The naked city

Beijing's artists deserve a gold for the sheer wealth of their audacity and talent.


John Krich
August 19, 2008 1:20AM (UTC)

Photo by John Krich

Artwork from Beijing's 798 art district.

A contingent of merry, mindless militants from the bad old days wave a banner. But this one isn't red; it bears Olympic rings instead. A naked man sprawls illicitly in the tangle of construction rubble surrounding China's gleaming new stadiums. The vaunted symbol of the National Stadium is surrounded by waltzing security guards or columns of giant, Dali-esque ants, and a runner in one photo collage wears the entry number of the Tiananmen massacre: "1989."

Advertisement:

Obliquely, but in more ways than anyone expected to be allowed, Beijing's estimated 10,000 artists are responding, if not participating, in the Olympics. But, as Huang Rui, a painter credited with founding the 798 art district, commented to me earlier, "The only golds, silvers and bronzes Chinese artists receive are for the rising prices."

On a spare afternoon between events, I headed for 798 -- which, in a country obsessed with lucky numbers, is fast becoming China's most well-known trifecta, designated by the government itself as one of the five top spots for Olympic tourists to visit. Named for a Czech-built electronics factory transformed into the compound's central gallery space, the area in a northeastern suburb called Dashanzi began like many an "artists" village in Beijing. I remember visiting the first of these scruffy encampments on the outskirts of town, where artists worked and began informally selling in cheap space far from the eyes of officialdom. Sometimes, it was not far enough, as I myself was once witness to a sudden public security raid in which several premature rebels -- one infamous artist signed his work with the name emblazoned across his white headband, "Evil Doer" -- were hauled off to indeterminate incarceration.

Back in the early '90s, I was introduced to a childhood friend of my ex-wife's. Even then, Ai Weiwei was a striking figure with his cultivated goatee, Mandarin tunic and dour manner. He had just returned to China after years of scrounging as a sidewalk artist and "King" of the East Village -- that archetypal artists village in New York. For all his underground credentials, he had taken residence in a wing of a very ample courtyard home -- the legacy of being part of a former cultural elite as the son of Ai Qing, the official poet of socialist ecstasy under Mao who was later sent to clean toilets in remote Xinjiang province.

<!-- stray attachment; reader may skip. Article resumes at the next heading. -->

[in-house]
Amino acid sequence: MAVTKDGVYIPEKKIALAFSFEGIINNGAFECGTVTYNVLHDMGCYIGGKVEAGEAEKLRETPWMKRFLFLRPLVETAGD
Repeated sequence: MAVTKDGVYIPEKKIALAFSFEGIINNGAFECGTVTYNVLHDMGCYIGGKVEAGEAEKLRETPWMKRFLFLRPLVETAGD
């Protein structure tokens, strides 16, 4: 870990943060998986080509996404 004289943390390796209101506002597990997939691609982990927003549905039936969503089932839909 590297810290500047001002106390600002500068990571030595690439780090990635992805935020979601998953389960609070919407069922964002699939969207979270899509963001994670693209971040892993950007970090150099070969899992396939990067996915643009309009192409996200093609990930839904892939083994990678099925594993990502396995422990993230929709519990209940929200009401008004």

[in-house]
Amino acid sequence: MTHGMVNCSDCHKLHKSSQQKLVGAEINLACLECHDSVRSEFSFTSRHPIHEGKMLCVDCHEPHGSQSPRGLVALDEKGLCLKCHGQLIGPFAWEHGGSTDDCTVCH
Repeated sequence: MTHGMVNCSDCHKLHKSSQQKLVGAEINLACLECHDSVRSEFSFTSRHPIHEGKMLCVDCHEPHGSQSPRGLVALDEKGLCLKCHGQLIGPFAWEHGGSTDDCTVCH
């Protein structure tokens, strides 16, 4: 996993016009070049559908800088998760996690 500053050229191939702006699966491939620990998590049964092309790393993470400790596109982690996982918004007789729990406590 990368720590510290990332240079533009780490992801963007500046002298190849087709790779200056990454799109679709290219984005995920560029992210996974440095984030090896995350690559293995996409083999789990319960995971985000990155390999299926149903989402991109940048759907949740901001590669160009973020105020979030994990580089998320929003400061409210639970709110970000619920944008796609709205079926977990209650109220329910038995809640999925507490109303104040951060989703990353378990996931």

Advertisement:

Weiwei railed against the cultureless barbarity, fearful conformity and lack of international awareness in his homeland. He tinkered with making surreal objects (shovels covered in fur, etc.) à la Marcel Duchamp and helped organize shows, catalogs and galleries to counter officially approved realism, infamously under the slogan "Fuck Off." Later, I stayed in his big, minimalist studio compound in the open land around Beijing -- a first of many architectural experiments he took on -- where he also briefly sold antique furniture and amassed a collection of ancient objects that showed up in his sculptures and vase-shattering performances.

This time, he isn't answering my phone calls. And it isn't because he's in trouble for his many open calls to stay away from an Olympics staged by what he has labeled a tyrannical, fascist regime. On the contrary, he has an appointments secretary to filter requests because he has become so famous -- not so much for being the "godfather" of the Chinese avant-garde, with works now fetching millions in Europe, but because he is credited with inspiring the Swiss architects Herzog and de Meuron with creating the main Olympic Stadium as a "bird's nest." On the eve of the Olympic Games, he published a statement in England on why he is continuing to boycott the icon he helped forge, though he has toned down his rhetoric a good deal, conceding the Olympics are a great moment for the country but hinting that the "courage" shown by the athletes and organizers should also be aimed at combating autocracy and restrictions on free expression wherever they are found.